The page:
Mentoring programs are getting more popular, some to great success others with more mixed effects. This new study examined why sometimes mentoring programs go wrong. The study from the University of Houston College of Education argues that school-based mentoring programs often fail because they lack sufficient time, mentor training and a research foundation. Interesting to notice in this study is that the effects are clearcut for e.g. math, English and absences, but not for e.g. behavior.
From the press release:
“While community-based mentoring programs have been shown to be effective, the largest form of mentoring–school-based mentoring–has produced small, null and sometimes harmful results,” said Samuel D. McQuillin, assistant professor in the college’s department of psychological, health and learning sciences. “We believe that one way to address this is by developing models of mentoring that are brief, effective and reproducible.”
In his study “Brief Instrumental School-based Mentoring for Middle School Students: Theory and Impact,” McQuillin presented findings from a series of revisions and evaluations of an “intentionally brief” school-based mentoring program. Their program is informed by social science theories (social cognitive theory, cognitive dissonance theory, motivational interviewing) and research in academic enablers.
“Middle school youth typically have decreased academic motivation and life satisfaction along with higher truancy than elementary students. Mentoring can play a significant role in combatting these,” McQuillin said. “But nationally, very few programs provide meaningful training, which may prompt mentors to stop the program, leaving their mentees with a sense of loss or even rejection.”
In his study, 72 middle school students in an urban Houston charter school were divided, with about half receiving eight mentoring sessions over 12 weeks and the other group continuing with their regular school routine. Mentors applied for their positions and completed a mentor training program and performance test requirements. Training involved an online training module, in-person training on campus and the mentoring site. The mentoring sessions all were supervised by individuals who also received training. After the three month program, students in the mentoring group saw increases in their math and English grades, compared with the students who did not receive the mentoring. Additionally, McQuillin says they reported more satisfaction with their life and fewer absences in school. Their results were based on school academic records, behavior records and students self-surveys on life satisfaction.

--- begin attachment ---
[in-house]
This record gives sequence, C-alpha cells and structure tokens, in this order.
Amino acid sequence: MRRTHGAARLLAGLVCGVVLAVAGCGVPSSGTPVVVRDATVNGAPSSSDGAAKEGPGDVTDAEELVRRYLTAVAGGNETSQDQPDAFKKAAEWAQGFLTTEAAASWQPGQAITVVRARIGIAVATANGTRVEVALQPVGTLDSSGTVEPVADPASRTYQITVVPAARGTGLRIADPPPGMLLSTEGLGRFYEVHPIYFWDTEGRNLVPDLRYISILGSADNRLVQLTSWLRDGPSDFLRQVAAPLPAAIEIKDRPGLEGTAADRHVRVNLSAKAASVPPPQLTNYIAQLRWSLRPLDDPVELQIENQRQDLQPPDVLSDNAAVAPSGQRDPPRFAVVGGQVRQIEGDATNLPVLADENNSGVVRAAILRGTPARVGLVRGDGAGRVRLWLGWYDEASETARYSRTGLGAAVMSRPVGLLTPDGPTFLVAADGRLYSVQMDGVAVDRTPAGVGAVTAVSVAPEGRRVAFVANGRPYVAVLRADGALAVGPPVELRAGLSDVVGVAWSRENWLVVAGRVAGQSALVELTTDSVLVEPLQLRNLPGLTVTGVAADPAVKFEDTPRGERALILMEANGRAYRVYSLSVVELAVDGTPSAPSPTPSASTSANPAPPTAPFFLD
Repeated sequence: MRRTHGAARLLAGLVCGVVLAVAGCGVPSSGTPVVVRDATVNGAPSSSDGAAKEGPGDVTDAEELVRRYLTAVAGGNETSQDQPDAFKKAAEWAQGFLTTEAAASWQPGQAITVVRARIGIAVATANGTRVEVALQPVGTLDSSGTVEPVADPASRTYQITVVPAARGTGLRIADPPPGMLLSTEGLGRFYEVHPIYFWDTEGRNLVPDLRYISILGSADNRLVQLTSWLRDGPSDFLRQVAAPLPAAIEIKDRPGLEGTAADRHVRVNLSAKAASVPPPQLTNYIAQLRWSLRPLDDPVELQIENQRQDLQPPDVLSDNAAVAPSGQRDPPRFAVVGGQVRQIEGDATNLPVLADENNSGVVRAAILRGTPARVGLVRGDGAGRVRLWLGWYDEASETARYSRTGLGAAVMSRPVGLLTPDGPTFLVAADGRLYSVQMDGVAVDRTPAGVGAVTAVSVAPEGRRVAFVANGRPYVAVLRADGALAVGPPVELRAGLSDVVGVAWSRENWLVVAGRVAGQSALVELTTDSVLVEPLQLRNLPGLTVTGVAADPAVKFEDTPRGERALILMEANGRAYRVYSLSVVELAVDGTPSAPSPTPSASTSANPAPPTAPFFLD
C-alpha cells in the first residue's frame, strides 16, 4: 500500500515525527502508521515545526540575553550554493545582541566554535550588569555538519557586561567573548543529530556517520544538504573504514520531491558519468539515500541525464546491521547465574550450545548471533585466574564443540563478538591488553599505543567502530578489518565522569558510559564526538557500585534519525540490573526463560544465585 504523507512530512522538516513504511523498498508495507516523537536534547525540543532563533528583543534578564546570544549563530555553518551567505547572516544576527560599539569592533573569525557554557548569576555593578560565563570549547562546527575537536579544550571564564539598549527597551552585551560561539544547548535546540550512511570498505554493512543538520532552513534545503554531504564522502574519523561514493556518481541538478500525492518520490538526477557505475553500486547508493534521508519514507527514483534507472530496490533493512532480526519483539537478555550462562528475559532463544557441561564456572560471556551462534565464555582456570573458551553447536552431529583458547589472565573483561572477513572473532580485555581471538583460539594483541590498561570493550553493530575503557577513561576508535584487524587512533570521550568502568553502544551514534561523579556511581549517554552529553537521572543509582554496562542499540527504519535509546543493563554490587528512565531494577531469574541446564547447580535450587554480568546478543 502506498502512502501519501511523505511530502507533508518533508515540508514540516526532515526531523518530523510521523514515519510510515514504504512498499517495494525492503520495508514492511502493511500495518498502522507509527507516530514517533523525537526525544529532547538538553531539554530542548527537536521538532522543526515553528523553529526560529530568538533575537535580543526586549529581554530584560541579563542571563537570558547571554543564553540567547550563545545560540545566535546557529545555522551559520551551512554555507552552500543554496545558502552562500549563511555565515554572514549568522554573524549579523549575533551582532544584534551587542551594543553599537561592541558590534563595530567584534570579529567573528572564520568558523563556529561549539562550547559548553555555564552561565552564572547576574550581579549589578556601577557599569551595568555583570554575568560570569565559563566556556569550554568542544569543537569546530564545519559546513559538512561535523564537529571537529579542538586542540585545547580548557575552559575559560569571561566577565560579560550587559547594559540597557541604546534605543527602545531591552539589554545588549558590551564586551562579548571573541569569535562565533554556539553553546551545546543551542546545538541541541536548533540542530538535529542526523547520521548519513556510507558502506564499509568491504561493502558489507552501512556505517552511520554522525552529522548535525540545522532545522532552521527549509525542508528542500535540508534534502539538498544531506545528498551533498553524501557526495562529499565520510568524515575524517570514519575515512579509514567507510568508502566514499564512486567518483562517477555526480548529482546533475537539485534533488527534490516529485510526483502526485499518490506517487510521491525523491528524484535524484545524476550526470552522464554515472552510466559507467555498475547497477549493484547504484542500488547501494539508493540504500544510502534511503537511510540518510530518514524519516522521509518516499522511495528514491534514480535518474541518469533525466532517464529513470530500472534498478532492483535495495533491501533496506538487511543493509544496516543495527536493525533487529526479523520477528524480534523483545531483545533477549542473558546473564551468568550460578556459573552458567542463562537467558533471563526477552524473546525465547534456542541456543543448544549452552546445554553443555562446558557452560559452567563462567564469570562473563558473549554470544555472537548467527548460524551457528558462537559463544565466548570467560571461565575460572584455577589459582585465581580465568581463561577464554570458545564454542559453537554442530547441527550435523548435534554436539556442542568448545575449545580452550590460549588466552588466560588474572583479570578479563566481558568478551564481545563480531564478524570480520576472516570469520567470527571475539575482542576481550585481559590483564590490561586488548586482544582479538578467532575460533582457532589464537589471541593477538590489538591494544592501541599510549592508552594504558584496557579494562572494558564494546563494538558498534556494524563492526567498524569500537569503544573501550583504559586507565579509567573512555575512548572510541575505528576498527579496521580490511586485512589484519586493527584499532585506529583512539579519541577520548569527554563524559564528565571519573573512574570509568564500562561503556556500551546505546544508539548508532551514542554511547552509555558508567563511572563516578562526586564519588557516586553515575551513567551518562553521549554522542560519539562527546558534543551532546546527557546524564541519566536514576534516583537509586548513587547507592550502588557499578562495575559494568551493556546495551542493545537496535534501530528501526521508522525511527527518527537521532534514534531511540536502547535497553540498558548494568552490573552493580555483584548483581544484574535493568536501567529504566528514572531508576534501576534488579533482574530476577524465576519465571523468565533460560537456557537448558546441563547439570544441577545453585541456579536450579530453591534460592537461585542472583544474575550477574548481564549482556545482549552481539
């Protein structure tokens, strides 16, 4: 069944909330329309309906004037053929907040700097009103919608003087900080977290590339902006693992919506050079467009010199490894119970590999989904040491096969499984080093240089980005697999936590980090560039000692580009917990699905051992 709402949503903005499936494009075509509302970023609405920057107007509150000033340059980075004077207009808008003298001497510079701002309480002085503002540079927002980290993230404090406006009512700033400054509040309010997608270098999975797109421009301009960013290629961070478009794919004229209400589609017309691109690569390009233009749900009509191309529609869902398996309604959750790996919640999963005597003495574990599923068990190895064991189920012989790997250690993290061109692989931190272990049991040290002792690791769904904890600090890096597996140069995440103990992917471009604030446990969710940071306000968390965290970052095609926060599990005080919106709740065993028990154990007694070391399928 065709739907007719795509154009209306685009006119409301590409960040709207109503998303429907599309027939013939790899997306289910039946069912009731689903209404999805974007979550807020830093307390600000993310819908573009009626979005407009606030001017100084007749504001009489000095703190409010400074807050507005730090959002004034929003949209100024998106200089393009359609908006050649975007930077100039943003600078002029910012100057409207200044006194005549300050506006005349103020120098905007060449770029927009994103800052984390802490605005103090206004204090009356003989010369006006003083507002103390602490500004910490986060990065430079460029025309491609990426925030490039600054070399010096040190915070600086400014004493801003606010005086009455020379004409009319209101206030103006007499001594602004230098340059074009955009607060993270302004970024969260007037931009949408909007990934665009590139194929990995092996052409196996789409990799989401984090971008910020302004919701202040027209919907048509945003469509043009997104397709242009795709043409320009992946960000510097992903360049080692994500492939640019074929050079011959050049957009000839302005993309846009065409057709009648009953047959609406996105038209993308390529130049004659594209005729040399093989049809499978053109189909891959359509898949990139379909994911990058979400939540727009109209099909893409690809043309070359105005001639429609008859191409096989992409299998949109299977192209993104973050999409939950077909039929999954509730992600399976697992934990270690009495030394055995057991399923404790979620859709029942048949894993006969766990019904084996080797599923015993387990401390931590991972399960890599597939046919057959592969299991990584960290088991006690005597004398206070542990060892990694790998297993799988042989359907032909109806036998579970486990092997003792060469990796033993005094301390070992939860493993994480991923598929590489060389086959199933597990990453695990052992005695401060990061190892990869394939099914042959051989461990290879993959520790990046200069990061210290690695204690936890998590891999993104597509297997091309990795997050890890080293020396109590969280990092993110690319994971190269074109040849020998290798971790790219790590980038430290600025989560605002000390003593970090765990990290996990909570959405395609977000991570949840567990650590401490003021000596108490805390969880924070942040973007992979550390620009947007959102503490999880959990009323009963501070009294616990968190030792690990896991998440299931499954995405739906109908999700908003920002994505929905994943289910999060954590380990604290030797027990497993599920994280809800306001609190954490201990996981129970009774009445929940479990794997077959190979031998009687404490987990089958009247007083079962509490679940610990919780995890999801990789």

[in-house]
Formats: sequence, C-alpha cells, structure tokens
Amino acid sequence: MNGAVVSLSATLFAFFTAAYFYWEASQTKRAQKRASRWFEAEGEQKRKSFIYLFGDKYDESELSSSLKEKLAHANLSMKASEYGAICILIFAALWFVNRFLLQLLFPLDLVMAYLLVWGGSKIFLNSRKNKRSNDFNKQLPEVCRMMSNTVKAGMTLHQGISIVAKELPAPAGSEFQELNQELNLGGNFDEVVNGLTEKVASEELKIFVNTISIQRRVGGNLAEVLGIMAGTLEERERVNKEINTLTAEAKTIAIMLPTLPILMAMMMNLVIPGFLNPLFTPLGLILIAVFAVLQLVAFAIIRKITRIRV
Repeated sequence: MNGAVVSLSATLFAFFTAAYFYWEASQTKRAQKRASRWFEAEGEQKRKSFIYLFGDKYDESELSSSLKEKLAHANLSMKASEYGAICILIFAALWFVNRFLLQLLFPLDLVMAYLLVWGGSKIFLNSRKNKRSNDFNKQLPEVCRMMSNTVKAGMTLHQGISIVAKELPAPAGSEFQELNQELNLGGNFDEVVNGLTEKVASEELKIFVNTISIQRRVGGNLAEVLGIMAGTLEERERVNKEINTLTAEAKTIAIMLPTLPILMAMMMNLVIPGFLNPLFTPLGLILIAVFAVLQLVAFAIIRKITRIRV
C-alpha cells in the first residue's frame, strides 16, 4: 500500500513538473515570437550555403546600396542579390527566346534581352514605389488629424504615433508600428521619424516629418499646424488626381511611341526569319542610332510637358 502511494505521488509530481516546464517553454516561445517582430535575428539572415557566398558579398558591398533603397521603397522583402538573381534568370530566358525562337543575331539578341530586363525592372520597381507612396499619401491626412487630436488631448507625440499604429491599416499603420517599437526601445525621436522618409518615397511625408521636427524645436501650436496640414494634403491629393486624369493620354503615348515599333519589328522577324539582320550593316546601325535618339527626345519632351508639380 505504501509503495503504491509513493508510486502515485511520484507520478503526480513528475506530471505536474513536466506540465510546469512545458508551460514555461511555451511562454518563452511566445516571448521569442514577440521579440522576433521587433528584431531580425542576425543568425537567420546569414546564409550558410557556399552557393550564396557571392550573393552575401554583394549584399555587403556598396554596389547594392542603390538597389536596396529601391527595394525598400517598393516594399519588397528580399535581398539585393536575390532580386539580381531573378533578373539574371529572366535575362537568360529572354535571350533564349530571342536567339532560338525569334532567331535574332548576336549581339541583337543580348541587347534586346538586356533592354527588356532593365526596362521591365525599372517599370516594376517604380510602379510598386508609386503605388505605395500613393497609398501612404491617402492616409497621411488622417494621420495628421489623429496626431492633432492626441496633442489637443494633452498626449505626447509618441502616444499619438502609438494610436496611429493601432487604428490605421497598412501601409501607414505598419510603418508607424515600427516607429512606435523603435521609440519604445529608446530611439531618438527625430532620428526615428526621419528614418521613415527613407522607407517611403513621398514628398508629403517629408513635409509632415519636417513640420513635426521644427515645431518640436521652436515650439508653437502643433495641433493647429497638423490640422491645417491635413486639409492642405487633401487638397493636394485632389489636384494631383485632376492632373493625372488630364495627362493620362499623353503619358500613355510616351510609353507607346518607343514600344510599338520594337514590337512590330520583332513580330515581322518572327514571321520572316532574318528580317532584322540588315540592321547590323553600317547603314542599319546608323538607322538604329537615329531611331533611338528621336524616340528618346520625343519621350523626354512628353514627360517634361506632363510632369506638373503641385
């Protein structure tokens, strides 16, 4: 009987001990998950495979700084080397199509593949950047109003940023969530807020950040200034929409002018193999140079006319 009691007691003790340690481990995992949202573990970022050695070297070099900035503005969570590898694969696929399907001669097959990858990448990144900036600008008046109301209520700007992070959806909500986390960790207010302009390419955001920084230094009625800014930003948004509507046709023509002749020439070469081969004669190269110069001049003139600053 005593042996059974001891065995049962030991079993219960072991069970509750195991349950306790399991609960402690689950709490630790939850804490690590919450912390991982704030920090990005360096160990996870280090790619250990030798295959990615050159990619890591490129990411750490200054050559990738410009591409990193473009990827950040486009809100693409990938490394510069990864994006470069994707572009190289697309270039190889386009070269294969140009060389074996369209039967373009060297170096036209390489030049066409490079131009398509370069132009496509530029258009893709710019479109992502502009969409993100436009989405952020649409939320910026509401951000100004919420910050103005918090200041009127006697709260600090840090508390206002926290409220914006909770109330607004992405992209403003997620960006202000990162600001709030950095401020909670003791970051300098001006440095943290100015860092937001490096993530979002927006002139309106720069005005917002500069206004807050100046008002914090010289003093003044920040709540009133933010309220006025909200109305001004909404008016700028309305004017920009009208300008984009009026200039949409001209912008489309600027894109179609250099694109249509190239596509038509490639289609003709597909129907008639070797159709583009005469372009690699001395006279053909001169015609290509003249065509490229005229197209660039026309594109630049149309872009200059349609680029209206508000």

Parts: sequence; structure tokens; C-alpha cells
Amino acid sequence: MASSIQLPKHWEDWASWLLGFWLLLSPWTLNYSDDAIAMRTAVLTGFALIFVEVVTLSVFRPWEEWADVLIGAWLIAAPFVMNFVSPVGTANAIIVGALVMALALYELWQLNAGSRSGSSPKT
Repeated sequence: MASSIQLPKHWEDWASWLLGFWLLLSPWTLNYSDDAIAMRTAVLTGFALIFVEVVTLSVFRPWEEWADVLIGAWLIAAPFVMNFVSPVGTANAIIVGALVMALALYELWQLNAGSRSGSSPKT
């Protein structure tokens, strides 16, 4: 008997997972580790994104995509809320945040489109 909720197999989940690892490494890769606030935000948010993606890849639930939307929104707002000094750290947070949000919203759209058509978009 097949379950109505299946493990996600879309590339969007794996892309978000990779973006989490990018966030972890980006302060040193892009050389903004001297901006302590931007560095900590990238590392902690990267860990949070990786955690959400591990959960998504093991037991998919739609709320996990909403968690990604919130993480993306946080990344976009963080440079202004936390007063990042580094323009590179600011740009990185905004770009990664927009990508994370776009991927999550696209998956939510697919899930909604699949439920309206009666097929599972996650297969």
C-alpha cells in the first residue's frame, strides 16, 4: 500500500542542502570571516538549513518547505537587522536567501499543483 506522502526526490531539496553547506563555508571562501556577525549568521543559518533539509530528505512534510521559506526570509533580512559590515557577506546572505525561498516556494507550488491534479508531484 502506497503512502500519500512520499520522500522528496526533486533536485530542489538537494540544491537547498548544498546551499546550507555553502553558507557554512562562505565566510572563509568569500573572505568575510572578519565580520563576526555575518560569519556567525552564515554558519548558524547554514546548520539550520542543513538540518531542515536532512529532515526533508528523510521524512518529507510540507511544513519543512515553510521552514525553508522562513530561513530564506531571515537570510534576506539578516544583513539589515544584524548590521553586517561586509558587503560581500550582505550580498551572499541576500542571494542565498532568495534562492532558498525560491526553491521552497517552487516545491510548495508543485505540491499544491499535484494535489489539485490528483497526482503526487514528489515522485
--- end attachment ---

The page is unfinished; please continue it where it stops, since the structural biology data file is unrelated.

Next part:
“This study provides promising evidence that brief, instrumental mentoring programs can improve school-relevant outcomes for middle school students,” he said.
The study was published in the journal Advances in School Mental Health Promotion.
Abstract of the study:
This study evaluated the efficacy of an intentionally brief school-based mentoring program. This academic goal-focused mentoring program was developed through a series of iterative randomized controlled trials, and is informed by research in social cognitive theory, cognitive dissonance theory, motivational interviewing, and research in academic enablers. In previous research, the program was found to produce effects on students’ math grades, life satisfaction, and disruptive behavior. In the current study, a revised version of the program was tested in a randomized controlled trial, wherein 72 middle school students were randomly assigned to receive an eight-week mentoring curriculum, or to a no-treatment control. Following the treatment, middle school students who participated in the mentoring curriculum had statistically significantly higher math grades (d = .42), English grades (d = .59), life satisfaction (d = .49), and .82 fewer absences. Small, but not statistically significant effects were also found for science (d = .25) and history (d = .15). Near zero effects were found for behavioral infractions.